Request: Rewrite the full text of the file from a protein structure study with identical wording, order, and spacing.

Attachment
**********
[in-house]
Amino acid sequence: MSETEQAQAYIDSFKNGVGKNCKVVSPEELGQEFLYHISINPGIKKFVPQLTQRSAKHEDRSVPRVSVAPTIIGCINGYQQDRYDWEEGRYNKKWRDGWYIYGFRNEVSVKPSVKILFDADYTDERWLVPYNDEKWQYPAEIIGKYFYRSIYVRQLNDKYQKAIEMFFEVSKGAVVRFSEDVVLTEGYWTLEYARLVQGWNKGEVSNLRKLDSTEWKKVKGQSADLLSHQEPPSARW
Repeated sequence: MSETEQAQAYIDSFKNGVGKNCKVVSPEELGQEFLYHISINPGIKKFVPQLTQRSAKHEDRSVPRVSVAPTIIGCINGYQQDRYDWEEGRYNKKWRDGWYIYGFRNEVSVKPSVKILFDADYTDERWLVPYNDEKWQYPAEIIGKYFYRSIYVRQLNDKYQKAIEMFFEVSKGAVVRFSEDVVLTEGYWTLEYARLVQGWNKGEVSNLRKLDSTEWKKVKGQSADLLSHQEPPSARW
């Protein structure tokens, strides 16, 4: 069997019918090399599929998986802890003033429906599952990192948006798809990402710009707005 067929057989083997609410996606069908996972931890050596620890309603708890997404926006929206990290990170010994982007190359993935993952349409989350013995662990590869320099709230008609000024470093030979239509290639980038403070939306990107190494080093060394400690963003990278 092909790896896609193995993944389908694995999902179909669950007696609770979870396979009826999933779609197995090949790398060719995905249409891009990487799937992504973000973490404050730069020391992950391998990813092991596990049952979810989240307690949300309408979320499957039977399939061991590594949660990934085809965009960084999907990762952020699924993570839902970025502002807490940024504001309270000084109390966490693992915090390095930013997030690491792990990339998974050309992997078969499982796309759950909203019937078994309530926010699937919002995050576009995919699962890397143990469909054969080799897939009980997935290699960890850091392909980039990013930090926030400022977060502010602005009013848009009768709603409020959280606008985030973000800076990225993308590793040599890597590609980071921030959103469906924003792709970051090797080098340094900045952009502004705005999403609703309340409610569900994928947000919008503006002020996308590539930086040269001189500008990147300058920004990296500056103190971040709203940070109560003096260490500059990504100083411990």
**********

[in-house]
Amino acid sequence: MSETEQAQAYIDSFKNGVGKNCKVVSPEELGQEFLYHISINPGIKKFVPQLTQRSAKHEDRSVPRVSVAPTIIGCINGYQQDRYDWEEGRYNKKWRDGWYIYGFRNEVSVKPSVKILFDADYTDERWLVPYNDEKWQYPAEIIGKYFYRSIYVRQLNDKYQKAIEMFFEVSKGAVVRFSEDVVLTEGYWTLEYARLVQGWNKGEVSNLRKLDSTEWKKVKGQSADLLSHQEPPSARW
Repeated sequence: MSETEQAQAYIDSFKNGVGKNCKVVSPEELGQEFLYHISINPGIKKFVPQLTQRSAKHEDRSVPRVSVAPTIIGCINGYQQDRYDWEEGRYNKKWRDGWYIYGFRNEVSVKPSVKILFDADYTDERWLVPYNDEKWQYPAEIIGKYFYRSIYVRQLNDKYQKAIEMFFEVSKGAVVRFSEDVVLTEGYWTLEYARLVQGWNKGEVSNLRKLDSTEWKKVKGQSADLLSHQEPPSARW
């Protein structure tokens, strides 16, 4: 069997019918090399599929998986802890003033429906599952990192948006798809990402710009707005 067929057989083997609410996606069908996972931890050596620890309603708890997404926006929206990290990170010994982007190359993935993952349409989350013995662990590869320099709230008609000024470093030979239509290639980038403070939306990107190494080093060394400690963003990278 092909790896896609193995993944389908694995999902179909669950007696609770979870396979009826999933779609197995090949790398060719995905249409891009990487799937992504973000973490404050730069020391992950391998990813092991596990049952979810989240307690949300309408979320499957039977399939061991590594949660990934085809965009960084999907990762952020699924993570839902970025502002807490940024504001309270000084109390966490693992915090390095930013997030690491792990990339998974050309992997078969499982796309759950909203019937078994309530926010699937919002995050576009995919699962890397143990469909054969080799897939009980997935290699960890850091392909980039990013930090926030400022977060502010602005009013848009009768709603409020959280606008985030973000800076990225993308590793040599890597590609980071921030959103469906924003792709970051090797080098340094900045952009502004705005999403609703309340409610569900994928947000919008503006002020996308590539930086040269001189500008990147300058920004990296500056103190971040709203940070109560003096260490500059990504100083411990």